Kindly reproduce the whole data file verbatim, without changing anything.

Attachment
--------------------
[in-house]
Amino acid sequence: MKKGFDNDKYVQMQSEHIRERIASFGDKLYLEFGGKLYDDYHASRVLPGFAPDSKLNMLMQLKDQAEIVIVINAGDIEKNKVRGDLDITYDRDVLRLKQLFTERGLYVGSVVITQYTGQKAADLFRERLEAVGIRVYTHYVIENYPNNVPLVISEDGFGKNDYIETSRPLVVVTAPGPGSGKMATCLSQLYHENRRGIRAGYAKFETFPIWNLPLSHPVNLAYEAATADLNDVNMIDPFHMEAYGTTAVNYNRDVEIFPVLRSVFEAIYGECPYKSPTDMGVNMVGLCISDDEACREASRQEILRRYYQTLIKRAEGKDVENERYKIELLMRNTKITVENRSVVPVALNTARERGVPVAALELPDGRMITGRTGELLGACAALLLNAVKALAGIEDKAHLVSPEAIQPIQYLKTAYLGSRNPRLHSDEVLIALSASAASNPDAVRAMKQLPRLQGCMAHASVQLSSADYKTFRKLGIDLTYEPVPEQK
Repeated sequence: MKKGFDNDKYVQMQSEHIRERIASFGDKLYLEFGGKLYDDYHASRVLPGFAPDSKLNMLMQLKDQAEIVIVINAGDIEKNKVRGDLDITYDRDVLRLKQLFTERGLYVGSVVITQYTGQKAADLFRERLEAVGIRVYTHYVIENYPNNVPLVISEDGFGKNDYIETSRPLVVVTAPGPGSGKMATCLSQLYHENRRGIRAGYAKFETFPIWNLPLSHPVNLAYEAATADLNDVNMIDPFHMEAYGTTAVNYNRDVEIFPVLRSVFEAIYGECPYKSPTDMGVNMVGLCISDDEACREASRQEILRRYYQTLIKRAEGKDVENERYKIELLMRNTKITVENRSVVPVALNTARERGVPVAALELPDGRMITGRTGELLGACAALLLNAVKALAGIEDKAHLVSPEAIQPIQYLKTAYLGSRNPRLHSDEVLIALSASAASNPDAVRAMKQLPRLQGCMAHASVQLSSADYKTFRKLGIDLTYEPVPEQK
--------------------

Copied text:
[in-house]
Amino acid sequence: MKKGFDNDKYVQMQSEHIRERIASFGDKLYLEFGGKLYDDYHASRVLPGFAPDSKLNMLMQLKDQAEIVIVINAGDIEKNKVRGDLDITYDRDVLRLKQLFTERGLYVGSVVITQYTGQKAADLFRERLEAVGIRVYTHYVIENYPNNVPLVISEDGFGKNDYIETSRPLVVVTAPGPGSGKMATCLSQLYHENRRGIRAGYAKFETFPIWNLPLSHPVNLAYEAATADLNDVNMIDPFHMEAYGTTAVNYNRDVEIFPVLRSVFEAIYGECPYKSPTDMGVNMVGLCISDDEACREASRQEILRRYYQTLIKRAEGKDVENERYKIELLMRNTKITVENRSVVPVALNTARERGVPVAALELPDGRMITGRTGELLGACAALLLNAVKALAGIEDKAHLVSPEAIQPIQYLKTAYLGSRNPRLHSDEVLIALSASAASNPDAVRAMKQLPRLQGCMAHASVQLSSADYKTFRKLGIDLTYEPVPEQK
Repeated sequence: MKKGFDNDKYVQMQSEHIRERIASFGDKLYLEFGGKLYDDYHASRVLPGFAPDSKLNMLMQLKDQAEIVIVINAGDIEKNKVRGDLDITYDRDVLRLKQLFTERGLYVGSVVITQYTGQKAADLFRERLEAVGIRVYTHYVIENYPNNVPLVISEDGFGKNDYIETSRPLVVVTAPGPGSGKMATCLSQLYHENRRGIRAGYAKFETFPIWNLPLSHPVNLAYEAATADLNDVNMIDPFHMEAYGTTAVNYNRDVEIFPVLRSVFEAIYGECPYKSPTDMGVNMVGLCISDDEACREASRQEILRRYYQTLIKRAEGKDVENERYKIELLMRNTKITVENRSVVPVALNTARERGVPVAALELPDGRMITGRTGELLGACAALLLNAVKALAGIEDKAHLVSPEAIQPIQYLKTAYLGSRNPRLHSDEVLIALSASAASNPDAVRAMKQLPRLQGCMAHASVQLSSADYKTFRKLGIDLTYEPVPEQK